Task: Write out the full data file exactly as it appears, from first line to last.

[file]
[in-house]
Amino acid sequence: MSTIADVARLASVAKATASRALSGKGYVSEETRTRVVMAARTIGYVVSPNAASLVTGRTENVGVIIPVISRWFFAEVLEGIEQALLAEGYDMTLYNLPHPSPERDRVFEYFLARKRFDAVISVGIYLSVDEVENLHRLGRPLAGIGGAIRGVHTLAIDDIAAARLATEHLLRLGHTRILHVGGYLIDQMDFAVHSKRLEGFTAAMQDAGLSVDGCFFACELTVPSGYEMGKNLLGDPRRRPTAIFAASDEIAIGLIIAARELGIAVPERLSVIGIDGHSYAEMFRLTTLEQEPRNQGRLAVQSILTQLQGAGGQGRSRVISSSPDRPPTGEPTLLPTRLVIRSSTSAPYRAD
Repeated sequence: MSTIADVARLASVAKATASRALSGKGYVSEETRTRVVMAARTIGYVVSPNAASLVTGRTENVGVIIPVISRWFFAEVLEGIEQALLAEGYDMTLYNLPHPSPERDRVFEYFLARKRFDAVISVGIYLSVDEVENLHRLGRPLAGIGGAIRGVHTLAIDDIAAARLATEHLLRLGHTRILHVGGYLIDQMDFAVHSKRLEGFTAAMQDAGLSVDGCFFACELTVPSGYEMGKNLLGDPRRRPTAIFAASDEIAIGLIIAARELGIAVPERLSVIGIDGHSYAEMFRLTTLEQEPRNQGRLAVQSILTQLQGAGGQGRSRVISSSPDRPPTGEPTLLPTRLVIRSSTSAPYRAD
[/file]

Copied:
[in-house]
Amino acid sequence: MSTIADVARLASVAKATASRALSGKGYVSEETRTRVVMAARTIGYVVSPNAASLVTGRTENVGVIIPVISRWFFAEVLEGIEQALLAEGYDMTLYNLPHPSPERDRVFEYFLARKRFDAVISVGIYLSVDEVENLHRLGRPLAGIGGAIRGVHTLAIDDIAAARLATEHLLRLGHTRILHVGGYLIDQMDFAVHSKRLEGFTAAMQDAGLSVDGCFFACELTVPSGYEMGKNLLGDPRRRPTAIFAASDEIAIGLIIAARELGIAVPERLSVIGIDGHSYAEMFRLTTLEQEPRNQGRLAVQSILTQLQGAGGQGRSRVISSSPDRPPTGEPTLLPTRLVIRSSTSAPYRAD
Repeated sequence: MSTIADVARLASVAKATASRALSGKGYVSEETRTRVVMAARTIGYVVSPNAASLVTGRTENVGVIIPVISRWFFAEVLEGIEQALLAEGYDMTLYNLPHPSPERDRVFEYFLARKRFDAVISVGIYLSVDEVENLHRLGRPLAGIGGAIRGVHTLAIDDIAAARLATEHLLRLGHTRILHVGGYLIDQMDFAVHSKRLEGFTAAMQDAGLSVDGCFFACELTVPSGYEMGKNLLGDPRRRPTAIFAASDEIAIGLIIAARELGIAVPERLSVIGIDGHSYAEMFRLTTLEQEPRNQGRLAVQSILTQLQGAGGQGRSRVISSSPDRPPTGEPTLLPTRLVIRSSTSAPYRAD